Measuring Plant-Soil Feedback Effects using Object-based Image Analysis on UAV images

July 1, 2019

Plant-soil feedback (PSF) describes the interactions between plants and soil biota. Positive feedback can enhance the performance of succeeding summer crops after the right winter cover crops have been grown. However, these plant-soil interactions are complex and species-specific. Until now PSF field studies were time-consuming due to the destructive measurements which constrain the scale at which these studies can be performed.

A recent paper by Rik Nuijten, Lammert Kooistra and Gerlinde de Deyn shows that high-resolution images acquired using Unmanned Aerial Vehicles (UAV) in combination with object-based image analysis (OBIA) can be adopted to analyse and evaluate the PSF effects of six winter crops on the productivity of succeeding endive (Cichorium endivia) summer crop by estimating crop volume. A three-dimensional surface and terrain model were photogrammetrically reconstructed from UAV imagery, acquired on 1 July 2015 in Wageningen, the Netherlands. Multi-resolution image segmentation (MIRS) and template matching algorithms were used in an integrated workflow to detect individual crops (accuracy = 99.8%) and delineate C. endivia crop covered area (accuracy = 85.4%). Mean crop area (R = 0.61) and crop volume (R = 0.71) estimates had strong positive correlations with in situ measured dry biomass. Productivity differences resulting from the WCC treatments were greater for estimated crop volume in comparison to in situ biomass, the legacy of Raphanus was most beneficial for estimated crop volume. The perennial ryegrass L. perenne treatment resulted in a significantly lower production of C. endivia. The developed workflow has potential for PSF studies as well as precision farming due to its flexibility and scalability. These findings provide insight into the potential of UAV for determining PSF effects on crop productivity for a large scale.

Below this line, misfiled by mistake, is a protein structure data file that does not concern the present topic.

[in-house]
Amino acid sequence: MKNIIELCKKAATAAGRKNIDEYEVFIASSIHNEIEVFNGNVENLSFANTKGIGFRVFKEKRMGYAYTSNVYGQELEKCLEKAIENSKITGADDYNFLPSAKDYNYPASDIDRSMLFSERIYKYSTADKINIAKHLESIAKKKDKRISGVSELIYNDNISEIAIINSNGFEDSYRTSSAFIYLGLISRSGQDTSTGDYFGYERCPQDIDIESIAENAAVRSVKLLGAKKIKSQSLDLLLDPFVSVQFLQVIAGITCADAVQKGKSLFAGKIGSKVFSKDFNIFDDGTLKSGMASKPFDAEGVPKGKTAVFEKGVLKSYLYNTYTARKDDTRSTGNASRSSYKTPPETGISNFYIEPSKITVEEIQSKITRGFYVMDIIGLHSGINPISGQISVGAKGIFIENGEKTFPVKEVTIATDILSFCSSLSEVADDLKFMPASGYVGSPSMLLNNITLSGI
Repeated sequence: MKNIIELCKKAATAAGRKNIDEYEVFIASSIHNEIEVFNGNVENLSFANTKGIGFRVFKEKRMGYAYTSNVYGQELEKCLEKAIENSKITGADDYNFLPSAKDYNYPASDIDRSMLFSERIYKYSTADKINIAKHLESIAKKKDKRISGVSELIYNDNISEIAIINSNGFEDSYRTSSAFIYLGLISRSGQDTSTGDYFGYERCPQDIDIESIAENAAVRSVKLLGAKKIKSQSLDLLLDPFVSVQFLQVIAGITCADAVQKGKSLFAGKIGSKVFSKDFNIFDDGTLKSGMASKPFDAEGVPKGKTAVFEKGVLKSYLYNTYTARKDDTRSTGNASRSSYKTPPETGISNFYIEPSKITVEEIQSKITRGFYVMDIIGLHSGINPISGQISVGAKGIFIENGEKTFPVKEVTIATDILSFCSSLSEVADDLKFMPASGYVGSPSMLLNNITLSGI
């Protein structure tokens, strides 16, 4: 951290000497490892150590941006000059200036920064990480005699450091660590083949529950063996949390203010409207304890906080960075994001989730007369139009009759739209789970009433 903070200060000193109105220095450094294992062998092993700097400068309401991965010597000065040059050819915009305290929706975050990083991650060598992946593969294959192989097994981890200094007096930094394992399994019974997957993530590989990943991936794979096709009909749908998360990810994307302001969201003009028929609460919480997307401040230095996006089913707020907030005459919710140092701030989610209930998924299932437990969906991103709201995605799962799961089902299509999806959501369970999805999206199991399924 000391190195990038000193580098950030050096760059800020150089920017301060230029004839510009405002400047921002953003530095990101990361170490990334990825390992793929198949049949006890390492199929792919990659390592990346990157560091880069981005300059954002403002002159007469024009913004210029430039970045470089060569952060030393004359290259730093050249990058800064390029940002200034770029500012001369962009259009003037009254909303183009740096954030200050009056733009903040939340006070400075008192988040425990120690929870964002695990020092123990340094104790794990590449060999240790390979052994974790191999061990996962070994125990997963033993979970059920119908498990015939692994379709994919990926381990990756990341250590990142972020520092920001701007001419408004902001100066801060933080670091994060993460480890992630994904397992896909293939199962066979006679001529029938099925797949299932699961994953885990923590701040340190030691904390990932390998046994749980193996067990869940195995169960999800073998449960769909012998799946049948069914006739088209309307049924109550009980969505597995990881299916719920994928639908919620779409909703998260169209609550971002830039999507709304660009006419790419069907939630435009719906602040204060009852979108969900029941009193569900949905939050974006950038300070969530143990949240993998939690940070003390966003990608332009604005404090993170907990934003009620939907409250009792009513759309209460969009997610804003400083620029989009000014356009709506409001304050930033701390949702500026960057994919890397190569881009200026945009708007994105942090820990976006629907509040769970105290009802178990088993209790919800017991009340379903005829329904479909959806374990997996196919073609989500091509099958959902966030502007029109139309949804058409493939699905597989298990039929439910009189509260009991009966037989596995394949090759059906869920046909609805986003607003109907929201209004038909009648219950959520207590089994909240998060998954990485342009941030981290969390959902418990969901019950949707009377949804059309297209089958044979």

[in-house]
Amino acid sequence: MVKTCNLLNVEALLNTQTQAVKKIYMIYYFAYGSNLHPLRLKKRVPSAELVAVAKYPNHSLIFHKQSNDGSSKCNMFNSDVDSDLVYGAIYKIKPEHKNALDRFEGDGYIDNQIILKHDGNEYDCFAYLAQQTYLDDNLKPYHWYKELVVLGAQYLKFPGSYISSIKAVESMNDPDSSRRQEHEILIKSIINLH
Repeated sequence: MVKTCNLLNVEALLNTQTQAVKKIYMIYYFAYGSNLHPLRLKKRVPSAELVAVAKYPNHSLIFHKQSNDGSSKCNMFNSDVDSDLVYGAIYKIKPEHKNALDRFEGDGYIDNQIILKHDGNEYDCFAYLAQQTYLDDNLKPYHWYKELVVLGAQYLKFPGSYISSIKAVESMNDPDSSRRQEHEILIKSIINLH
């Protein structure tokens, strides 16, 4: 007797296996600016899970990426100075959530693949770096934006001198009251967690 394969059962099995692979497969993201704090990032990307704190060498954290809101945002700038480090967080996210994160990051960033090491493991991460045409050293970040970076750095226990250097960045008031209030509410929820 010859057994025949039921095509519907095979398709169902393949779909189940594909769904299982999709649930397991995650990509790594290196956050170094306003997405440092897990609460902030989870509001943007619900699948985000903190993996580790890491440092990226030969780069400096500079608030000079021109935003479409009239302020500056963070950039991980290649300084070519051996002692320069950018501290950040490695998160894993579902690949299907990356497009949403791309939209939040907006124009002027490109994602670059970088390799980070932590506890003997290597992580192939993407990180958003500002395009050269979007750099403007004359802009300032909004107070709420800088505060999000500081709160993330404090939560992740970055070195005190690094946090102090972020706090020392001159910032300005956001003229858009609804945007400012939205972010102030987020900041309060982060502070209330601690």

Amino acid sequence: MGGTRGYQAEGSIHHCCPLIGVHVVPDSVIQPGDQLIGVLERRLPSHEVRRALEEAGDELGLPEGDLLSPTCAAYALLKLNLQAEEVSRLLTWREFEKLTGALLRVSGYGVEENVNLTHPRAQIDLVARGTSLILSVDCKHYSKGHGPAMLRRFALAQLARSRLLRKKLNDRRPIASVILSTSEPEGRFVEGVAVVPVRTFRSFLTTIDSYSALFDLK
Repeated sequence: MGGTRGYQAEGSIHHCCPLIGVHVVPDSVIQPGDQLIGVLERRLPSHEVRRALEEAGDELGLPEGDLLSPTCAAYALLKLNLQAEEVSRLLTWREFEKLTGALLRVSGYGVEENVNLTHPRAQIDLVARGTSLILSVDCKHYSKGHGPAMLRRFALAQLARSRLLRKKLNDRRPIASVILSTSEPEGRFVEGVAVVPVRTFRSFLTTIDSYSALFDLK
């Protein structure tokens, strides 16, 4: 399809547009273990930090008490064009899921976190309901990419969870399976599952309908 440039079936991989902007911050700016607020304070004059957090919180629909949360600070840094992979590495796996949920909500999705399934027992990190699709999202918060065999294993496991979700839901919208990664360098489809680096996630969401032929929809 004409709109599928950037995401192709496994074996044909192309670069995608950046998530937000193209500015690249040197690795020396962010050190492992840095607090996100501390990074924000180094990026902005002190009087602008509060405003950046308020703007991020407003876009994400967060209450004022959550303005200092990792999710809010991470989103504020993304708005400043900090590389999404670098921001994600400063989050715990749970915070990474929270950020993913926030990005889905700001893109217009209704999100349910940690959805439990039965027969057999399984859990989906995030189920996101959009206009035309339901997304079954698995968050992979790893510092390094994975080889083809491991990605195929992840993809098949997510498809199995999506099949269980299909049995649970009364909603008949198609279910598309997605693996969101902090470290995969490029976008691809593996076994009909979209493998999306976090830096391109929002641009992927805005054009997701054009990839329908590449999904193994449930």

The opportunities of high-resolution UAV remote sensing for PSF studies will be further evaluated as part of a project funded by the Foodshot Global ‘GroundBreaker Prize’ which was awarded to Gerlinde de Deyn in June 2019.